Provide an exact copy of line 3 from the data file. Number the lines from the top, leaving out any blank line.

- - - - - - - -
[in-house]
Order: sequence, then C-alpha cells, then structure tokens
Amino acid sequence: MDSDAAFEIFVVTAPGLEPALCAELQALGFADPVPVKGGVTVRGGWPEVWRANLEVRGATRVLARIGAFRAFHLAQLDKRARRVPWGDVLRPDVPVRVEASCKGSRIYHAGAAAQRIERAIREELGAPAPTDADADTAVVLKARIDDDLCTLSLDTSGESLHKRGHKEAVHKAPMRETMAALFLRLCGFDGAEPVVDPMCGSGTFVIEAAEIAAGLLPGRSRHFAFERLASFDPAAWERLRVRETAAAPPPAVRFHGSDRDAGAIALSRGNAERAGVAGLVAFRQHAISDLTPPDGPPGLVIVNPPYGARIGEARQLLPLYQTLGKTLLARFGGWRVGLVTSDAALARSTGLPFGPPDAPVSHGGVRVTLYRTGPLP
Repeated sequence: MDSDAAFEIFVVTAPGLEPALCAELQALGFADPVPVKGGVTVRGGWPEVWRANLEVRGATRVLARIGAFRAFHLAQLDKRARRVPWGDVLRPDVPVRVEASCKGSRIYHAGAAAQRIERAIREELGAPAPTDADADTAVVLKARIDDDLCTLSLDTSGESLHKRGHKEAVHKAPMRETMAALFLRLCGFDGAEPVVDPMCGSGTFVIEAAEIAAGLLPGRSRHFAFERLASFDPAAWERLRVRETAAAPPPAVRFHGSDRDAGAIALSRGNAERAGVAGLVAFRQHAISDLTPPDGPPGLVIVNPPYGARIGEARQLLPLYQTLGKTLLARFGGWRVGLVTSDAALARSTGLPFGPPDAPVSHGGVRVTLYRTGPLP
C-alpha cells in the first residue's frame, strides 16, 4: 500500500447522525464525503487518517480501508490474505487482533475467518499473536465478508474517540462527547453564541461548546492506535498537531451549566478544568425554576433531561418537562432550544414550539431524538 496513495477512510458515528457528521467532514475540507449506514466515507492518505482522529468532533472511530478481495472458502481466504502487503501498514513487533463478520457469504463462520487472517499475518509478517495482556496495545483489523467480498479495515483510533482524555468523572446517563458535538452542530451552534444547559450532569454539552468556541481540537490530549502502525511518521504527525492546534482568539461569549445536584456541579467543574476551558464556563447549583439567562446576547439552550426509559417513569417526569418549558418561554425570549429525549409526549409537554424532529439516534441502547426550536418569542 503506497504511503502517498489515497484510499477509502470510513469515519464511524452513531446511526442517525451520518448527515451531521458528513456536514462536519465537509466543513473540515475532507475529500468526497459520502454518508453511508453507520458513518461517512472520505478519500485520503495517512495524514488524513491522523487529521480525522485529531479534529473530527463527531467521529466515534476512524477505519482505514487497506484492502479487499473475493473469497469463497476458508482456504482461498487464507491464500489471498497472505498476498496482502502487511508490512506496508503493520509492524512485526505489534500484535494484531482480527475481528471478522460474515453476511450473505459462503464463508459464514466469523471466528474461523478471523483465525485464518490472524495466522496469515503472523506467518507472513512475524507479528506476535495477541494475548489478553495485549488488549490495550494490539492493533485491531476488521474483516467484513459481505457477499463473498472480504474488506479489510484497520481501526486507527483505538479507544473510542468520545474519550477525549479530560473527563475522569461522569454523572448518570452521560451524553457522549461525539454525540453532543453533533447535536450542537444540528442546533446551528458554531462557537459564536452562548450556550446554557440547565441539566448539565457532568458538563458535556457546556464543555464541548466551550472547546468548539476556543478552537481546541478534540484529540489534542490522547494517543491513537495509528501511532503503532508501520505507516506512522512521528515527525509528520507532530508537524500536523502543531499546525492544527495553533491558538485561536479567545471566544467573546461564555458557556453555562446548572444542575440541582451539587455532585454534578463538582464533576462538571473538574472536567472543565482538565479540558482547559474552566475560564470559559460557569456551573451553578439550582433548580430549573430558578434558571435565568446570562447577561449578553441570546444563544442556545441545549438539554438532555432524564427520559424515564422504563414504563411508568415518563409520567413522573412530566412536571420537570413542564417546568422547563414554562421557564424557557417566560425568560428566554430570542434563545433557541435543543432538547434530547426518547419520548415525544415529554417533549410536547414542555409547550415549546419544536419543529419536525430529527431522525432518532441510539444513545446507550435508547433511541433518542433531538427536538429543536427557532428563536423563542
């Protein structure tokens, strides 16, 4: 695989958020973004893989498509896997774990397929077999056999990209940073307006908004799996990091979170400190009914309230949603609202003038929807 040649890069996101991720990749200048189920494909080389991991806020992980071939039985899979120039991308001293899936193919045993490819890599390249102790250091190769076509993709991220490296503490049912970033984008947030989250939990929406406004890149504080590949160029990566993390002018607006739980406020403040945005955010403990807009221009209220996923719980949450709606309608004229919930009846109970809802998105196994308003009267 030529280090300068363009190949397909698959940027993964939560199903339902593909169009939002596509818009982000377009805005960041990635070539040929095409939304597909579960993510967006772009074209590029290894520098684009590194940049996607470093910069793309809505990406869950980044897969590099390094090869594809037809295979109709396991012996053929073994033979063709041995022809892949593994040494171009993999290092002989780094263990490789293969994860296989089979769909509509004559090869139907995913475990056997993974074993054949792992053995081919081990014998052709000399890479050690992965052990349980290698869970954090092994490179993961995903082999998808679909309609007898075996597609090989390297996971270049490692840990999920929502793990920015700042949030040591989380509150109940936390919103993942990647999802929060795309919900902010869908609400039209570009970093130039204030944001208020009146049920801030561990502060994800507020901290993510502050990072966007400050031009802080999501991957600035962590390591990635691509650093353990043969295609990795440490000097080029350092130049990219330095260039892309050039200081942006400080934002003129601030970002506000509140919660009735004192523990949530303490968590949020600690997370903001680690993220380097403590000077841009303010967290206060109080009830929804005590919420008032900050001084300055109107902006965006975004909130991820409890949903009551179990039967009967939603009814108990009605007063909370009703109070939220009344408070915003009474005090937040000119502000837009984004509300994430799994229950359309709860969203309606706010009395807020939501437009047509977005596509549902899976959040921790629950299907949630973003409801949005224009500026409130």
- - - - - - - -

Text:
Amino acid sequence: MDSDAAFEIFVVTAPGLEPALCAELQALGFADPVPVKGGVTVRGGWPEVWRANLEVRGATRVLARIGAFRAFHLAQLDKRARRVPWGDVLRPDVPVRVEASCKGSRIYHAGAAAQRIERAIREELGAPAPTDADADTAVVLKARIDDDLCTLSLDTSGESLHKRGHKEAVHKAPMRETMAALFLRLCGFDGAEPVVDPMCGSGTFVIEAAEIAAGLLPGRSRHFAFERLASFDPAAWERLRVRETAAAPPPAVRFHGSDRDAGAIALSRGNAERAGVAGLVAFRQHAISDLTPPDGPPGLVIVNPPYGARIGEARQLLPLYQTLGKTLLARFGGWRVGLVTSDAALARSTGLPFGPPDAPVSHGGVRVTLYRTGPLP